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Re: Example hidden service issue

Quoth Karsten Loesing <karsten.loesing@xxxxxxx>, on 2007-03-31 17:45:17 +0200:
> > |Step Three: Connect your web server to your hidden service
> > |
> > |This part is very simple. Open up your torrc again, and change the
> > |HiddenServicePort line from "www.google.com:80" to "localhost:5222".
> > |Then restart Tor. Make sure that it's working by reloading your hidden
> > |service hostname in your browser.
> > 
> > Sounds like a pretty bad idea to me too.
> May sound like a bad idea, but does no harm at all.

Except that, as described earlier, HTTP 1.1 puts the destination
hostname in the request, so Google will see the onion name, IINM,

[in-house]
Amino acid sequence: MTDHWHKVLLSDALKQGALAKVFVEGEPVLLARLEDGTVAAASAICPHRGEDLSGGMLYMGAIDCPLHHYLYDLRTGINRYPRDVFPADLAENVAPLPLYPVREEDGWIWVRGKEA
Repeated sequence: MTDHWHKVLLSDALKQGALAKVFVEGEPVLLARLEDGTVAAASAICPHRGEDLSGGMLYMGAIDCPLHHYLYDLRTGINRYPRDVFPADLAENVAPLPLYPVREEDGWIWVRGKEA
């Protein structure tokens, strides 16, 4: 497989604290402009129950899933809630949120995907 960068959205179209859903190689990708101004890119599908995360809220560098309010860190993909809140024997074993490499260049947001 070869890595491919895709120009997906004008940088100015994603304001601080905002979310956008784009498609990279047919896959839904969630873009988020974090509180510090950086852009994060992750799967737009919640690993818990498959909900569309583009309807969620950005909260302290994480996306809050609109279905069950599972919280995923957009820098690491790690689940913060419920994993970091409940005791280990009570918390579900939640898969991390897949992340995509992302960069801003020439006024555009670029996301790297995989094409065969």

which causes the next paragraph---

> The only thing you should NOT do when setting up a hidden service after
> the above mentioned howto is to give the onion address to Google BEFORE
> changing to your own server. They could perform an altered request over
> Tor (e.g. for a non-existing resource) and find out which IP address
> requested that resource.

---to occur.

> In case you want to be absolutely sure, you can simply switch to a new
> onion address by deleting the hidden service key stored in your local
> hidden service directory. That forces Tor to create a new key, and you
> have a new onion address.


   ---> Drake Wilson

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